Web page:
A new book from Lisa Wheeler is always a treat. But when I saw the cover of The Christmas Boot, I knew it was something special. I asked Dial for a preview, and they were kind enough to send an f&g. Oh, people. Besides feeling like a folktale we should already know but can’t quite recognize, this entire book is a visual feast. Words and pictures, together? They’ll warm you to your toes.
Lisa consented to an interview, so here you go:
JE: This is a new version of your original 2006 book with Mitten Press, right? How did that come about? Were there any revisions between the two versions?
LW: The Christmas Boot has an interesting back story. It was originally published by a small Michigan-based house in 2006. That company went out of business, so the book went out of print. I asked for the rights back, and they happily obliged. My agent, who always loved this story, sent it to Lauri Hornik at Dial, and she made an offer. I, of course, was delighted that Jerry Pinkney, who is an amazing talented living legend in children’s books, was asked to illustrate. I felt like I won the picture book lottery! I had to do some minor revision between the two versions. Both are very similar to the manuscript that I originally wrote.
JE: This story is very different from your previous, well-loved stories, which are humorous and (mostly) in rhyme. Do you remember what sparked this idea? [photos of f&g by me]
LW: I actually wrote this story in December of 1998. My dear friend, Linda Smith, challenged me to write something out of my comfort zone. One evening that December, as I got into my car after work, I saw in my mind’s eye a solitary black boot lying in the snow. I actually opened the car door to check and make sure I hadn’t passed one in the parking lot, because the visual in my mind was so clear. On my drive home I began asking myself who that boot belonged to, and that was how it all started.
I sent the manuscript to Linda, as we often shared stories for critique. She loved it and encouraged me to send it to my agent. He loved it as well. The book went to acquisitions at two houses and was ultimately turned down by at least four houses – probably more, but it was so long ago that I cannot recall. I do recall someone saying that it “wasn’t a Lisa Wheeler book.” By that I assume they meant rhyming and bouncy and young. I tucked it away and tried to forget about it.
Then in 2005 I met an editor from Mitten Press at a book signing. A few days later she wrote me and said they would love to work with me. She said they liked books with “nature” and did I have anything that might work for their house. I immediately thought of The Christmas Boot and emailed it to her right away. They made an offer and it was published with art by Michael Glenn Monroe in 2006. Unfortunately, when the recession hit, Mitten Press became defunct. Once again, the book was tucked away.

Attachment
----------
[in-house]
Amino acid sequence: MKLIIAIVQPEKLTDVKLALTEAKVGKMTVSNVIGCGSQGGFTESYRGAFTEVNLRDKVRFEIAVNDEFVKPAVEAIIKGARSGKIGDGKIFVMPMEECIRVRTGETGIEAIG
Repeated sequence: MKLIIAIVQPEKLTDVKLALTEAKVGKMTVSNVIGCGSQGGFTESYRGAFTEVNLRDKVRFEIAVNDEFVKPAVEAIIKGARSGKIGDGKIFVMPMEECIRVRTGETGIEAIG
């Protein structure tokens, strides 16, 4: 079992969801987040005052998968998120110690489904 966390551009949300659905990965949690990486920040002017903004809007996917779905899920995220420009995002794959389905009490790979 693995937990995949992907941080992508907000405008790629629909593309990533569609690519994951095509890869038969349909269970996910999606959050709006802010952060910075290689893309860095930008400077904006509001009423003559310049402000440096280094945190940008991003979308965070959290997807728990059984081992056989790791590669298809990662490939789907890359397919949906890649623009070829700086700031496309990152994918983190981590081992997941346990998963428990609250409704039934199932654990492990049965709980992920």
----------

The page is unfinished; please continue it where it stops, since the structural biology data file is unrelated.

In 2014, when my agent heard that Lauri Hornik was looking for a Christmas manuscript, he asked me to re-send him The Christmas Boot. The rights were once again mine and we were free to try and sell it. So we did!
It now has new life breathed into it thanks to Jerry Pinkney, Lauri Hornik, Dial Publishing, and my agent, Steven Malk.
JE: Wow. I can’t tell you how encouraging that is, to me and, I’m guessing, all writers reading this. I love the theme this story SHOWS so eloquently: the dichotomy between what we think will make us happy versus what we truly need to make us happy. Was that something you had in mind from the beginning, or was it something that presented itself as you crafted the story?
LW: My friend Linda Smith, who originally challenged me to write this story (and who the book is dedicated to), was very ill as I was working on it. Because of her illness, I think I was in the frame of mind that “things don’t matter.” Linda was not a materialistic woman, and I like to think Hannah Greyweather honors her spirit. Plus, the fact that Hannah gets a puppy in the end would mean more to Linda than any fancy house. She was a huge animal lover!
One more thing – at the time I wrote this book, I was working my sixth Christmas in a toy store. I saw lots of greed and commercialism and people who were completely stressed out over Christmas shopping. Maybe I was trying to say that Christmas would be more “Christmassy” if we focused on what really matters most. For me, that means being with the ones I love.
JE: I couldn’t agree more. Thanks so much, Lisa, for sharing with us today the story behind your gorgeous book.
With Thanksgiving approaching, those of you unfamiliar with Lisa’s not-to-be-missed Turk and Runt: A Thanksgiving Comedy … well, just go find it. You’ll be glad you did.
Edited to add: Lisa has graciously agreed to send a copy of The Christmas Boot to one lucky commenter. Hope it’s YOU!